The mystery surrounding a giant ‘ghost ship’ that went missing for nine years - before it was found drifting empty near Myanmar - has finally been solved.
The rusty container vessel, Sam Ratulangi PB 1600, was found by fishermen in the Gulf of Martaban, off the coats of the southeast Asian state’s largest city, Yangon.
Myanmar Navy investigators were called in to check out why it had suddenly materialised.
After boarding the vessel they found no crew members or goods on board, after an initial inspection.
Further checks revealed that the 177-metre long boat had been pulled along by a tugboat towards a ship-breaking factory in Bangladesh.
But the crew was reportedly forced to cut cables with the ship, which had a dead weight 26,500 tonnes, after being caught up in bad weather.
They then decided to abandon it.
This all came to light after investigators questioned 13 crew members from the tugboat called the Independence.
The ship’s previous reported location had been off the coast on Taiwan in 2009.
Muhammad Iqbal, director at the Indonesian Department of Citizen's Protection, said: "It has nothing to do with the Government … it was towed to Bangladesh for scraps by a tug boat with a Singaporean flag.”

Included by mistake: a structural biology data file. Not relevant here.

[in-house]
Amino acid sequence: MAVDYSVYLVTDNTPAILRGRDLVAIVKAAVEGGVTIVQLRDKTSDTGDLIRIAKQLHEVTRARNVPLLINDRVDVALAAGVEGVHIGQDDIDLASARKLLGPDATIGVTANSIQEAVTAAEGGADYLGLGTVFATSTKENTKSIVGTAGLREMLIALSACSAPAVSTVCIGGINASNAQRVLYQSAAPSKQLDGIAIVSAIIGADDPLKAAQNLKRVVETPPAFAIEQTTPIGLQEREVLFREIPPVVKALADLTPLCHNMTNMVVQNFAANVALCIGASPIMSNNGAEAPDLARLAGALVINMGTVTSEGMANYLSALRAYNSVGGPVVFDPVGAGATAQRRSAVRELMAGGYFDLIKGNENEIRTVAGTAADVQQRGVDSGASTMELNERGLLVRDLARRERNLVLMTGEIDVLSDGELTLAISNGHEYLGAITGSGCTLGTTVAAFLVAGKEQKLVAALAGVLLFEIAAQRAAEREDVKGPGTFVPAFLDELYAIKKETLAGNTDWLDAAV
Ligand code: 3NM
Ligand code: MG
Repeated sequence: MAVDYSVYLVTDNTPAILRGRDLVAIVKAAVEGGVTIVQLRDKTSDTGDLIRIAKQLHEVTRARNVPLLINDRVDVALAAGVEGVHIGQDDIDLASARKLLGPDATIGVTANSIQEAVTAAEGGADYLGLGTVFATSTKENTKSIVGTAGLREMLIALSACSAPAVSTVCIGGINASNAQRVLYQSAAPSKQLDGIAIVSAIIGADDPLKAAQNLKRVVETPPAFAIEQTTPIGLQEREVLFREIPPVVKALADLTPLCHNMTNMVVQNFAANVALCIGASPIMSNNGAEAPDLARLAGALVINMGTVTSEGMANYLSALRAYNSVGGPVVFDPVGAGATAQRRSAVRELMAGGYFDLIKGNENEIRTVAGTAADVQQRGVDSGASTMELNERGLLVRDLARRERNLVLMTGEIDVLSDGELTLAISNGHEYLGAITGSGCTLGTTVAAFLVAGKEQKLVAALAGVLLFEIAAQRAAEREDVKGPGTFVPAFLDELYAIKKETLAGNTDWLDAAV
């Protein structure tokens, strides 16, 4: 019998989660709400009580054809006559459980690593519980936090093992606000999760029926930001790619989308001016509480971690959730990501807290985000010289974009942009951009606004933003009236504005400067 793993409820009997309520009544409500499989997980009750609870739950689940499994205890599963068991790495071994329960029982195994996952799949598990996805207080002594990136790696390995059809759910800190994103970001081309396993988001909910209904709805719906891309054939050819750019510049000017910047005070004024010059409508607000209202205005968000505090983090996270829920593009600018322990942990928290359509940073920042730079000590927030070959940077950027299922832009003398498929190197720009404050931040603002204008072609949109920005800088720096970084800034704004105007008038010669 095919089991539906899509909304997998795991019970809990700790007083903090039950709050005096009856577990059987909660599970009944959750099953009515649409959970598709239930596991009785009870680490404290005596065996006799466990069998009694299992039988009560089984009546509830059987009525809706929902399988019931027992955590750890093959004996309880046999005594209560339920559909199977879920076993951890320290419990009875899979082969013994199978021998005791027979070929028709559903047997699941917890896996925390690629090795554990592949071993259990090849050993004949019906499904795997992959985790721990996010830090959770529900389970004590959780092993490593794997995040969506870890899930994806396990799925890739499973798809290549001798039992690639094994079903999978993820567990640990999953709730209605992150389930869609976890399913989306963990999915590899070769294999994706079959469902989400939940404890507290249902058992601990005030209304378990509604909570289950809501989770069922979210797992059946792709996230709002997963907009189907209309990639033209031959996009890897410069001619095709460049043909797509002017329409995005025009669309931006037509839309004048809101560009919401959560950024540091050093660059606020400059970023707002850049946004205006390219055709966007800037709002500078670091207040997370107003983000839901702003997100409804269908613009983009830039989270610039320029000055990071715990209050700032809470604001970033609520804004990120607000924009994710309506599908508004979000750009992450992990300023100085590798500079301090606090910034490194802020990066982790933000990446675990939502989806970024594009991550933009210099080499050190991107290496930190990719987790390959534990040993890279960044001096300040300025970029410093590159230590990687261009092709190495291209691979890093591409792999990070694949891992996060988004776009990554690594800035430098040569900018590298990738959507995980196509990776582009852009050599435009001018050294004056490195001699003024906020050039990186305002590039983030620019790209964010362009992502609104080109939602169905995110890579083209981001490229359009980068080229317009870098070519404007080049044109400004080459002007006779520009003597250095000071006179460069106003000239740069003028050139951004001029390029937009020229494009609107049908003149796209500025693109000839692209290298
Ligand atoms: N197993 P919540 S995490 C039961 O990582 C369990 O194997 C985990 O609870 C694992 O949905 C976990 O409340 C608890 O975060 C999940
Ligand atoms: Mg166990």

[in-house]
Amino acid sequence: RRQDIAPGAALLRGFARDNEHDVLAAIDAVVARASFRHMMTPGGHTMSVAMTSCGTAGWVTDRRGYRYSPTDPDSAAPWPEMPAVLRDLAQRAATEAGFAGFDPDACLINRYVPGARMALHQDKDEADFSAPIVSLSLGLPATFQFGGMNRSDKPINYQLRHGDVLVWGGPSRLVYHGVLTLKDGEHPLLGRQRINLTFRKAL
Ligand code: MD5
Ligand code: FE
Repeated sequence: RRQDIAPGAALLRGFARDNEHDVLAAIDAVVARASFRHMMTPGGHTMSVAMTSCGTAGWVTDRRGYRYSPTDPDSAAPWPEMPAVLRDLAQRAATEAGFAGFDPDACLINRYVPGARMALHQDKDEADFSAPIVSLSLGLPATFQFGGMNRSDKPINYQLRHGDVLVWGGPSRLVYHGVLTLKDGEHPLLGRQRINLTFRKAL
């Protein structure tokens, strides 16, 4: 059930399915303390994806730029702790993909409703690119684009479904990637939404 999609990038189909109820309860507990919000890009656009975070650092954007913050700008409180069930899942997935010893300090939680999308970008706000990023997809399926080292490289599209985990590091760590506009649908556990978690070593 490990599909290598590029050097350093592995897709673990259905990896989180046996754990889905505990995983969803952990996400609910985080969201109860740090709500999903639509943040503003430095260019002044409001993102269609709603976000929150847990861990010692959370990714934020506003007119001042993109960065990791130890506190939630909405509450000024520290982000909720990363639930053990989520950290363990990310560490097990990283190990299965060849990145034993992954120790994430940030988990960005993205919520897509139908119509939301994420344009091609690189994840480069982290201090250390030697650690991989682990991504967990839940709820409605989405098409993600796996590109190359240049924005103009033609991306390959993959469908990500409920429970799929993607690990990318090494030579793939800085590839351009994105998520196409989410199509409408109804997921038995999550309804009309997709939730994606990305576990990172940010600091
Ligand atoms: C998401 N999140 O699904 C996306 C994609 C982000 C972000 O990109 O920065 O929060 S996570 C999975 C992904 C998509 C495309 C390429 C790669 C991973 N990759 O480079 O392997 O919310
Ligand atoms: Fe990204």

Myanmar's Navy confirmed that the Independence had got caught in bad weather south of the Yangon River.
"The cables attached to the ship broke, and the ship was floating along with the tide and it was difficult to continue its journey," a spokesperson said.
The state's Department of Marine Administration had also reportedly been involved in efforts to get to the bottom of the mystery over what had happened to the boat.
The Sam Rataulangi was built in 2001, according to the Marine Traffic website, which lists movements of ships around the globe.
There have been many cases of mysterious ships suddenly appearing on the high seas.
It was reported for example in January that 104 ghost ships, many containing dead mariners who had fled North Korea, had washed up on Japan's shores in the previous year.